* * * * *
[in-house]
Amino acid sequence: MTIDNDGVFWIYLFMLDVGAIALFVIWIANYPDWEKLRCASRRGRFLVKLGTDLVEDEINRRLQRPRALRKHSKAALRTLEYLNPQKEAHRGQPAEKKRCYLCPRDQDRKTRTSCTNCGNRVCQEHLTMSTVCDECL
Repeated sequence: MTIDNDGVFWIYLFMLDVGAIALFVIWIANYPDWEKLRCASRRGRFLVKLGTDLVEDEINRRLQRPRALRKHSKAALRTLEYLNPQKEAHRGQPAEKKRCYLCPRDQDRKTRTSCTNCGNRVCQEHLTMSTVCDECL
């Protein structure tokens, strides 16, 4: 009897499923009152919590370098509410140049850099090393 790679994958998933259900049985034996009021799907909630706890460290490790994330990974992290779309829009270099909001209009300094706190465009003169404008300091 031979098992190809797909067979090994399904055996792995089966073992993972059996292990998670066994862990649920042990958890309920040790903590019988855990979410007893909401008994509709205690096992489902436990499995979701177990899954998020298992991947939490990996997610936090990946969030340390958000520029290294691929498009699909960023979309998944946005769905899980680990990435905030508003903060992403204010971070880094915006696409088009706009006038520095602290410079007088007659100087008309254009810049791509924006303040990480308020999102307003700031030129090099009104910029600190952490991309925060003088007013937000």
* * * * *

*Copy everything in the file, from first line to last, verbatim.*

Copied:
[in-house]
Amino acid sequence: MTIDNDGVFWIYLFMLDVGAIALFVIWIANYPDWEKLRCASRRGRFLVKLGTDLVEDEINRRLQRPRALRKHSKAALRTLEYLNPQKEAHRGQPAEKKRCYLCPRDQDRKTRTSCTNCGNRVCQEHLTMSTVCDECL
Repeated sequence: MTIDNDGVFWIYLFMLDVGAIALFVIWIANYPDWEKLRCASRRGRFLVKLGTDLVEDEINRRLQRPRALRKHSKAALRTLEYLNPQKEAHRGQPAEKKRCYLCPRDQDRKTRTSCTNCGNRVCQEHLTMSTVCDECL
């Protein structure tokens, strides 16, 4: 009897499923009152919590370098509410140049850099090393 790679994958998933259900049985034996009021799907909630706890460290490790994330990974992290779309829009270099909001209009300094706190465009003169404008300091 031979098992190809797909067979090994399904055996792995089966073992993972059996292990998670066994862990649920042990958890309920040790903590019988855990979410007893909401008994509709205690096992489902436990499995979701177990899954998020298992991947939490990996997610936090990946969030340390958000520029290294691929498009699909960023979309998944946005769905899980680990990435905030508003903060992403204010971070880094915006696409088009706009006038520095602290410079007088007659100087008309254009810049791509924006303040990480308020999102307003700031030129090099009104910029600190952490991309925060003088007013937000």